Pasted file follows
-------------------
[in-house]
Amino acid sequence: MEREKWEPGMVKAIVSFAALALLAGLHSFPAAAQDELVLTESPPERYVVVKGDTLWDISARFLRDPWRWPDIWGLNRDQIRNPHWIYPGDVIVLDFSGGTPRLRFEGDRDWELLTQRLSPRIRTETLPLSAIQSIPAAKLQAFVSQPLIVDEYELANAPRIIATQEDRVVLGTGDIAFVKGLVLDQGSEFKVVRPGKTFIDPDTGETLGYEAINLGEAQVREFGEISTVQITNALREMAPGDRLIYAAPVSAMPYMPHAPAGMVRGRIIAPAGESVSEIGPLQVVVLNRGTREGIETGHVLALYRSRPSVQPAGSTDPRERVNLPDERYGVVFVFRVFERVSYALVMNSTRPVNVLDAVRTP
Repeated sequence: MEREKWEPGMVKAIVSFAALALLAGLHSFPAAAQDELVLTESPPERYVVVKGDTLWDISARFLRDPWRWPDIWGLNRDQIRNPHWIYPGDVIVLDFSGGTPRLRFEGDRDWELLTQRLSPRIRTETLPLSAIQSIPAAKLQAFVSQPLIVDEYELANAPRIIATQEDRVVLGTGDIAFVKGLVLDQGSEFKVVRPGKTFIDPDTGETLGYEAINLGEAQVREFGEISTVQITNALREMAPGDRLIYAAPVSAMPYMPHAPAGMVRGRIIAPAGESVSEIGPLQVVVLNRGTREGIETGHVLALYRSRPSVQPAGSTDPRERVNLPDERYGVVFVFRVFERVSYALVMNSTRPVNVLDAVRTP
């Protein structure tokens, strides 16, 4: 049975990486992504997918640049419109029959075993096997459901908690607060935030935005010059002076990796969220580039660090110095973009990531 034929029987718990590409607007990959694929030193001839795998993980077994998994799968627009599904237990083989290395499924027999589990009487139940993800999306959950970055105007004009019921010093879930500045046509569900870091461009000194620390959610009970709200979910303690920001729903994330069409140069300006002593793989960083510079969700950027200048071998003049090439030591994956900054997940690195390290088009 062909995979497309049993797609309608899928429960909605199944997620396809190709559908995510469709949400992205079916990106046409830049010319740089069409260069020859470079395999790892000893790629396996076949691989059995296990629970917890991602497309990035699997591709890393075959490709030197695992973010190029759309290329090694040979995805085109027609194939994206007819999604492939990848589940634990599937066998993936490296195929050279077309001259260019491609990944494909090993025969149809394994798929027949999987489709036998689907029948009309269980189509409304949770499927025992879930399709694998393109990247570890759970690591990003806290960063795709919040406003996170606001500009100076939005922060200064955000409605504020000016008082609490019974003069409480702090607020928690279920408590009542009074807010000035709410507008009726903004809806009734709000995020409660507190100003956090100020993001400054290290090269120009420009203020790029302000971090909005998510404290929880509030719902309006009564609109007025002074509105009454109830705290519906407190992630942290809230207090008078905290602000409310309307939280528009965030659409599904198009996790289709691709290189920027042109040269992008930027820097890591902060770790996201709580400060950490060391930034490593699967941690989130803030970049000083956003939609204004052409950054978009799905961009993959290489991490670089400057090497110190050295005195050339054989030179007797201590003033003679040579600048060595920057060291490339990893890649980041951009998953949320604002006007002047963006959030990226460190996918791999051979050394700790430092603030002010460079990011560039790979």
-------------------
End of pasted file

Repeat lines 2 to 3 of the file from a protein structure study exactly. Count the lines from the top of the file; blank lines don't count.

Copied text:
Amino acid sequence: MEREKWEPGMVKAIVSFAALALLAGLHSFPAAAQDELVLTESPPERYVVVKGDTLWDISARFLRDPWRWPDIWGLNRDQIRNPHWIYPGDVIVLDFSGGTPRLRFEGDRDWELLTQRLSPRIRTETLPLSAIQSIPAAKLQAFVSQPLIVDEYELANAPRIIATQEDRVVLGTGDIAFVKGLVLDQGSEFKVVRPGKTFIDPDTGETLGYEAINLGEAQVREFGEISTVQITNALREMAPGDRLIYAAPVSAMPYMPHAPAGMVRGRIIAPAGESVSEIGPLQVVVLNRGTREGIETGHVLALYRSRPSVQPAGSTDPRERVNLPDERYGVVFVFRVFERVSYALVMNSTRPVNVLDAVRTP
Repeated sequence: MEREKWEPGMVKAIVSFAALALLAGLHSFPAAAQDELVLTESPPERYVVVKGDTLWDISARFLRDPWRWPDIWGLNRDQIRNPHWIYPGDVIVLDFSGGTPRLRFEGDRDWELLTQRLSPRIRTETLPLSAIQSIPAAKLQAFVSQPLIVDEYELANAPRIIATQEDRVVLGTGDIAFVKGLVLDQGSEFKVVRPGKTFIDPDTGETLGYEAINLGEAQVREFGEISTVQITNALREMAPGDRLIYAAPVSAMPYMPHAPAGMVRGRIIAPAGESVSEIGPLQVVVLNRGTREGIETGHVLALYRSRPSVQPAGSTDPRERVNLPDERYGVVFVFRVFERVSYALVMNSTRPVNVLDAVRTP